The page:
OHIO CALLING

Aquarian Weekly
8/16/23
 
Reality Check
 

James Campion
 
 
OHIO CALLING
Another Fascist Republican Defeat to Democracy & the Call of Women’s Productive Rights Nationwide

We’re not going to stop until Republicanism is dead. Period. And we’re going to use the tool of women’s reproductive rights to do it, because so far, the not-so-silent majority is on an unprecedented winning streak to send the fascists a message nationwide. On August 8 a record turnout of highly motivated voters rejected a scam by a super-majority of Republicans in Ohio to make it harder for the will of the people to change their state constitution. This cheap and losing tactic was lashed together haphazardly for the fascists to stop the codifying of women’s reproductive rights that they robbed from them. And so, Ohio joins Kansas, Michigan, Kentucky, Vermont, California, and a growing number of states to stamp out the illegal virus heaped upon the U.S. after the ignominiously unconstitutional striking down of Roe v. Wade by a corrupt Supreme Court last summer. And it is not going to stop.

It was a nice try by the fascists to whip up a special election referendum to raise the threshold for amending the state constitution from a majority to sixty percent. After all, fifty-seven percent of its citizenry want legal and safe access to abortion and that issue is on the ballot this November. This is thanks to a petition that doubled the number (700K) needed to get it there. Republicans had to stop it, because these hypocrites who and claim that the striking down of Roe v Wade lets states decide. But they don’t want states to decide, because when they do their anti-woman policies go bye-bye. And so, they play games. And they lost this game, and will keep losing these games until they either give up, come to the table on a national referendum to return women the rights they’ve had for half a century, or die on that hill.

I would take either… but prefer both.

The assumption by the Republicans who cooked up the idea of taking the voter’s voice from them was that not enough of them would notice – low turnout in early summer. And so, they changed the rules (even though this same body of “legislators” banned special August elections just last year) and hoped to crush the democratic process.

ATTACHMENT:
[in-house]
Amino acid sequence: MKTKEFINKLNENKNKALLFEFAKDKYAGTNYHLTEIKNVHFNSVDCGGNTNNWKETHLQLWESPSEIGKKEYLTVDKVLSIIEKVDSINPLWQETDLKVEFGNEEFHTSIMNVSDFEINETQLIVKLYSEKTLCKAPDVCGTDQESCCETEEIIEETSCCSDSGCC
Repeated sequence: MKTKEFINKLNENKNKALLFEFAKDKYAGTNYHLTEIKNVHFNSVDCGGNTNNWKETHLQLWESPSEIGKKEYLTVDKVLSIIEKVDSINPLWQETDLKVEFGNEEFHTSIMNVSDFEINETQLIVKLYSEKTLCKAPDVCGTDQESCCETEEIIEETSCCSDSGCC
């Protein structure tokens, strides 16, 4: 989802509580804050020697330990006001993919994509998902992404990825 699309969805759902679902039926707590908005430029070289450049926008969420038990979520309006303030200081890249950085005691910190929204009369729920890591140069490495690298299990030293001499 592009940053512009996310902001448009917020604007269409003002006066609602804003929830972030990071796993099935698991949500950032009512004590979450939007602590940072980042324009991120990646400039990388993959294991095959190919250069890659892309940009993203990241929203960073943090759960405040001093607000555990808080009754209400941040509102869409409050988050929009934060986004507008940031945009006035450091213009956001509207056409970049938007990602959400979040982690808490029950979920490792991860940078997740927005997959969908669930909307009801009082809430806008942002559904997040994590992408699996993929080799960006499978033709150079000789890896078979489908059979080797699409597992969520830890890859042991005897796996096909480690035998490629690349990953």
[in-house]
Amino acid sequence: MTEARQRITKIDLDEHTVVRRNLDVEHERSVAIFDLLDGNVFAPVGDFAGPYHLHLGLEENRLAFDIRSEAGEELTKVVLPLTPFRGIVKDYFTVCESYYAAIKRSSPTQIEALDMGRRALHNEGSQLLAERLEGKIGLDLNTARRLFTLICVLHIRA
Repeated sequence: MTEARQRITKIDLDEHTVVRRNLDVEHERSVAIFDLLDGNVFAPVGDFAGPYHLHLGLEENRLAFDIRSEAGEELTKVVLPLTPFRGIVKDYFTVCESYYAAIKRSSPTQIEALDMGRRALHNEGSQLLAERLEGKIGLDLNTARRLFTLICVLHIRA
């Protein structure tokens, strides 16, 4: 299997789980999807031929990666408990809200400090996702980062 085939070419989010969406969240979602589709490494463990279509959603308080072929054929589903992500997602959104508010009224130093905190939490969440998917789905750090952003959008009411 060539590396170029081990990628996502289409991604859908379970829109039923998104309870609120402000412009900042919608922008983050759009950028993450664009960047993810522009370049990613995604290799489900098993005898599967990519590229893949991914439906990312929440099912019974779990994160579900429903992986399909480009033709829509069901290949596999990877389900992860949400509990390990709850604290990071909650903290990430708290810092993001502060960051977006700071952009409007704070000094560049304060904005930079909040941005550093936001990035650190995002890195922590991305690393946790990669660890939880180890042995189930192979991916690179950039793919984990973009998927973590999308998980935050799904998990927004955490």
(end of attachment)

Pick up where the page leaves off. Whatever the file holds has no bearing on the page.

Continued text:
But democracy went all democracy on them.

Democrats, Independents, and a surprisingly considerable number of Republicans from districts Donald Trump won by ten to fifteen points voted to strike down this “Issue 1” scam, in some cases by forty points. The ballot-box slaughter was a vehement rebuke of fascist tactics. And in the fall, they will lose again.

This November they will finish the job and notch another victory for women’s rights and put fascism on notice once again.

By the way, as a matter of record and sweet revenge, the final tally was 57-percent voting “no” on Issue 1, the exact polling number that want legal abortion codified into their constitution.

And if August 8 and red-state Ohio standing up for women’s reproductive rights is any indication, the momentum and furor over the disastrous Supreme Court Dobbs decision has not eased. If anything, it has gained fire. Just a few months ago Wisconsin, a severe 50/50 battleground state, elected a liberal judge, flipping the court for the first time in fifteen years to stop the draconian anti-women laws sanctioned by state Republicans. This all-but guarantees a lawsuit against their unconstitutional shenanigans will be successful and as a bonus will spark a long-overdue redistricting to disallow fascist Republican gerrymandering, which is one of the severest in the nation.

You see, Republicans, who are in the minority on almost every issue; gun violence, climate change, “Wokism,” LGBTQ rights, and abortion, among many others, have only been competitive because of heavy gerrymandering. They have no national voice – having lost the raw majority vote in every presidential election except one (2004) – for the past thirty-five years, and with Mr. Soon-to-be- Convicted at the top of their ballot, this will stumble closer to half a century. They must stop you from voting, otherwise they don’t exist. Most Republicans are in their 70s and 80s and the new flock of teen-to-thirty voters (Gen Z) are progressive, politically aware, and apparently voting in record numbers. The University of Ohio students had a 95-percent attendance rate in this August 8 vote.

If I was stupid enough to cling to the Republican party at this juncture, I’d cheat too.

But this latest attempt to do so was sent packing in a red state by a large margin in the middle of summer.

This November they will finish the job and notch another victory for women’s rights and put fascism on notice once again.

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JAIME ROYAL “ROBBIE” ROBERTSON – 1943 – 2023

Aquarian Weekly
8/10/23
 
Feature
 

James Campion
 
 
JAIME ROYAL “ROBBIE” ROBERTSON – 1943 – 2023

Robbie Robertson was a lightning rod in the tempest of rock’s centrifuge, a 1960s poet noir with an anachronistic streak that drove him to capture the flipside of his manic life in song. His mouthpiece, his collaborative framework, his scuffle-brothers-forever was the Band. For one summer in 1968 they imploded the entire psychedelic merry prankster tune-in-drop-out Sgt. Pet Sounds zeitgeist with ancient music from the woods. Reverberations in Big Pink – basement booze noodling during Bob Dylan’s self-banishment from hipsville, as he morphed into a country bumpkin troubadour. From that spark came his own songs that twisted a generation and struck a chord of Americana emanating from this otherwise reserved Canadian songsmith and his boys on the prayer-wing.